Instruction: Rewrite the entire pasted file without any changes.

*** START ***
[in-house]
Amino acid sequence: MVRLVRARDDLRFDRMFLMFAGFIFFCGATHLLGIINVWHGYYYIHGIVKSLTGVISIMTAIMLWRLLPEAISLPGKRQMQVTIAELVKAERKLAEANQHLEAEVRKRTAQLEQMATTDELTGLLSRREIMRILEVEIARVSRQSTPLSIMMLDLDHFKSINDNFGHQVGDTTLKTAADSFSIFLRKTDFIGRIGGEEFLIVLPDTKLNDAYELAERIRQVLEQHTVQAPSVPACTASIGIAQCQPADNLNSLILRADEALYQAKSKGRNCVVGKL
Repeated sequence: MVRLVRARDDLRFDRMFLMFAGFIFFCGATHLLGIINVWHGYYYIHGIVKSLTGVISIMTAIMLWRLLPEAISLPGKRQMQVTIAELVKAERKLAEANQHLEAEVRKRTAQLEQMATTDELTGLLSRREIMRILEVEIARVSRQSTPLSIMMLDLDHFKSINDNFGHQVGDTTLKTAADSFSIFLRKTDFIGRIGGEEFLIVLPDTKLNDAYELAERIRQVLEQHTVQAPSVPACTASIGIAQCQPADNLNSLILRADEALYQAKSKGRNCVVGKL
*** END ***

[in-house]
Amino acid sequence: MVRLVRARDDLRFDRMFLMFAGFIFFCGATHLLGIINVWHGYYYIHGIVKSLTGVISIMTAIMLWRLLPEAISLPGKRQMQVTIAELVKAERKLAEANQHLEAEVRKRTAQLEQMATTDELTGLLSRREIMRILEVEIARVSRQSTPLSIMMLDLDHFKSINDNFGHQVGDTTLKTAADSFSIFLRKTDFIGRIGGEEFLIVLPDTKLNDAYELAERIRQVLEQHTVQAPSVPACTASIGIAQCQPADNLNSLILRADEALYQAKSKGRNCVVGKL
Repeated sequence: MVRLVRARDDLRFDRMFLMFAGFIFFCGATHLLGIINVWHGYYYIHGIVKSLTGVISIMTAIMLWRLLPEAISLPGKRQMQVTIAELVKAERKLAEANQHLEAEVRKRTAQLEQMATTDELTGLLSRREIMRILEVEIARVSRQSTPLSIMMLDLDHFKSINDNFGHQVGDTTLKTAADSFSIFLRKTDFIGRIGGEEFLIVLPDTKLNDAYELAERIRQVLEQHTVQAPSVPACTASIGIAQCQPADNLNSLILRADEALYQAKSKGRNCVVGKL